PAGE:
Voices Vol 41 No 3


A New Representative and a Port-of-Entry Program

By Nora Torres

When we think of the bilingual population we often think of students who are proficient in their native language and enter school with a pre-formed set of skills and knowledge acquired while in school in their native country.  Unfortunately, we often forget that there is a population of students who had an interrupted education in their native country and come into the U.S. school system lacking skills necessary to succeed at their grade level.  In many instances, these students may find themselves failing, assigned to Special Education classes, or dropping out of school.  Our school district has implemented a program called Port of Entry.  Essentially, it consists of testing students in Reading and Math so as to ascertain that they are on grade level. Those who test two years behind or more, are placed in our Port of Entry program.  The program consists of self-contained instruction in all subjects within a small group.  The focus of instruction is to help students in the program make enough progress in Reading and Math so as to place them in a mainstream environment within a two year period.  Many of these students are able to make enough progress to be mainstreamed before the two year allotted period. Additionally, the  program becomes a sort of filter through which students are monitored before a decision is made to place them in a Special Education program. The percentage of students requiring Special Education, pull-out instruction, or any classification is less than 2%. As a result, the program is cost effective and it helps keep students motivated and in school.  Many issues related to low self-esteem are also avoided. Students progress at their own pace, avoiding competition and engaging in more one on one instruction. The program becomes a bridge between their previous educational experience and the one they will encounter once they are mainstreamed.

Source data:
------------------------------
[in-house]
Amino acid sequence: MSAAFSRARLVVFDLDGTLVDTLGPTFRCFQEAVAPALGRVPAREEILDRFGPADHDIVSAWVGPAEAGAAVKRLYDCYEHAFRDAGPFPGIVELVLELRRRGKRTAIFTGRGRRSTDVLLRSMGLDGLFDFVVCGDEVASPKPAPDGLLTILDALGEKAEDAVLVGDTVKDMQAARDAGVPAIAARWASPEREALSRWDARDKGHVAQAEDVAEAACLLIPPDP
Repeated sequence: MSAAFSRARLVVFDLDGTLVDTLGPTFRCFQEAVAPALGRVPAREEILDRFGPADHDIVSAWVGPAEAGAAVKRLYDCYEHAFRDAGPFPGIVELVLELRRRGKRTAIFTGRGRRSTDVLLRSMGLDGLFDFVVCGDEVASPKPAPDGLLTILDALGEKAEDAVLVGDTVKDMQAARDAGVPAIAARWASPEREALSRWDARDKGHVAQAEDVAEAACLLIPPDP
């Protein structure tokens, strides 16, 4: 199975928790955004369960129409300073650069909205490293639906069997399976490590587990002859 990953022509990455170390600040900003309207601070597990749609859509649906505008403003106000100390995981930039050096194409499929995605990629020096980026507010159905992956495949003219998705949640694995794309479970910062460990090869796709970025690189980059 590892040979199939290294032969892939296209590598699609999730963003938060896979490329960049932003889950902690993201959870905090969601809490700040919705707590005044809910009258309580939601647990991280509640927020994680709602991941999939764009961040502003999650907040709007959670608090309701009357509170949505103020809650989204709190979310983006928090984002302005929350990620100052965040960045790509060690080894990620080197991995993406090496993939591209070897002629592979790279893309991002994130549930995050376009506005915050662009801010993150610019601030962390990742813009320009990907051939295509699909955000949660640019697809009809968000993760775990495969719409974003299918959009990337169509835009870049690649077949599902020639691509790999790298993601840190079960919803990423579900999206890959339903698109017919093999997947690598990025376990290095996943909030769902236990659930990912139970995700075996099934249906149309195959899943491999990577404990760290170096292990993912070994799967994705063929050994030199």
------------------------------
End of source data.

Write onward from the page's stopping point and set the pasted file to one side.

This is the program that I have been involved with for the past four years.  To say it has been gratifying is a huge understatement.  These students make such fast progress and are so motivated.  They work harder than many of their mainstreamed counterparts and are happy to exit the program. While in it, however, they develop a sense of camaraderie where they help each other and offer what they know in order to make everyone’s learning experience a better one.

As part of the Executive Board, I hope to be able to bring attention to the growing number of ELLs that have had an interrupted education and will struggle, if not fail, unless they are identified through testing and alternate programs are made available to them.  No longer are we dealing with a population of students who come to school at grade level in their native language.  For those students who have fallen behind, there should be an alternative that addresses their particular situation.  Recently, our Port of Entry Program received national recognition.  It seems like it is a sign of the times.  Immigration is forever changing and I’m glad we have been able to service this segment of our immigrant student population.

I have been a bilingual education teacher since 1988 and have been in Union City since 1991.  The past four years I have been a middle school Port of Entry teacher.  I have taught Bilingual 1st through 8th grades and have enjoyed it so much that I’ve never wanted to teach anything else.  I hold certificates in Early Childhood, Elementary, Spanish, Supervision, and a School Principal Certificate of Eligibility. My Master’s degree is in Educational Administration and Supervision but my heart has always been in the classroom.  I hope to bring my experience and my passion for the profession to the Executive Board at NJTESOL/NJBE and look forward to helping shape the future of this organization.

Nora Torres, Bilingual Elementary 1 - 8 Representative

noratorres412@gmail.com, Union Hill Middle School, Union City, NJ